Over recent weeks, I’ve had a number of informal discussions with people who have seen “SaaS” mentioned but have no idea what it means or the philosophy behind it. Therefore, this post is designed to help provide an explanation. Excerpts from(Wikipedia)
Software as a Service (SaaS) is generally associated with business software and is typically thought of as a low-cost way for businesses to obtain the same benefits of commercially licensed, internally operated software without the complexity and high initial costs.
Consumer-oriented web-native software is generally known as Web 2.0 and not as SaaS.
Many small businesses have little interest in software deployment, but do have substantial computing needs. Application areas such as Customer Relations Management (CRM), Video Conferencing, Human Resources, Accounting and Email are just a few of the initial markets showing SaaS success.
Key Point – The distinction between SaaS and earlier applications delivered over the Internet is that SaaS solutions were developed specifically to leverage web technologies such as the browser, thereby making them web-native.
Key characteristics of SaaS software are:
– Network-based access to, and management of, commercially available (i.e., not custom) software
– Activities that are managed from central locations rather than at each customer’s site, enabling customers to access
applications remotely via the Web
– SaaS applications are generally priced on a per-user basis, sometimes with a relatively small minimum number of users, and often with additional fees for extra bandwidth and storage. SaaS revenue streams to the vendor are therefore lower initially than traditional software license fees, but are also recurring, and therefore viewed as more predictable, much like maintenance fees for licensed software.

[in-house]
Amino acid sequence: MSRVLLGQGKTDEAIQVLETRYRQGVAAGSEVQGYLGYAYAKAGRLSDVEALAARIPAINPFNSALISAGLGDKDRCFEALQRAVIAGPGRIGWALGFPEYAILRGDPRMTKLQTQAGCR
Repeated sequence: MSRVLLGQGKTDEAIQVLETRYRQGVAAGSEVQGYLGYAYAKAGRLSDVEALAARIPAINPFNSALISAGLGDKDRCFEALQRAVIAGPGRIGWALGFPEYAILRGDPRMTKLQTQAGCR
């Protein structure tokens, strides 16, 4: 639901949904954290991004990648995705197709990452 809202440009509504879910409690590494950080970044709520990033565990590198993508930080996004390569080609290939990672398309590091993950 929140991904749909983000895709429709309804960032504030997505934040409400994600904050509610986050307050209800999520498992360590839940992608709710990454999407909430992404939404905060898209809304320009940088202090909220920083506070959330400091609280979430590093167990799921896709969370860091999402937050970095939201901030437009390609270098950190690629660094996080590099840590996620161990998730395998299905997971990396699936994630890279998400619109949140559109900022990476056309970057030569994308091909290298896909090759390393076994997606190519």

Drivers for SaaS adoption
– Everyone has a computer: Most information workers have access to a computer and are familiar with conventions from mouse usage to web interfaces. As a result, the learning curve for new, external applications is lower and less hand-holding by internal IT is needed.
– Computing itself is a commodity: In the past, corporate mainframes were jealously guarded as strategic advantages. More recently, the applications were viewed as strategic. Today, people know itâ€™s the business processes and the data itself â€” customer records, workflows, and pricing informationâ€”that matters. Computing and application licenses are cost centers, and as such, theyâ€™re suitable for cost reduction and outsourcing. The adoption of SaaS could also drive Internet-scale to become a commodity.
– Applications are standardised: With some notable, industry-specific exceptions, most people spend most of their time using standardised applications. An expense reporting page, an applicant screening tool, a spreadsheet, or an e-mail system are all sufficiently ubiquitous and well understood that most users can switch from one system to another easily. This is evident from the number of web-based calendaring, spreadsheet, and e-mail systems that have emerged in recent years.
– Web systems are reliable enough: Despite sporadic outages and slow-downs, most people are willing to use the public Internet, the Hypertext Transfer Protocol and the TCP/IP stack to deliver business functions to end users.
– Security is sufficiently well trusted and transparent: With the broad adoption of SSL organizations have a way of reaching their applications without the complexity and burden of end-user configurations or VPNs.
– Wide Area Network’s bandwidth has grown drastically following the Moore’s Law (more than 100% increase each 24 months) and is about to reach slow local networks bandwidths. Added to network quality of service improvement this has driven people and companies to trustfully access remote locations and applications with low latencies and acceptable speeds.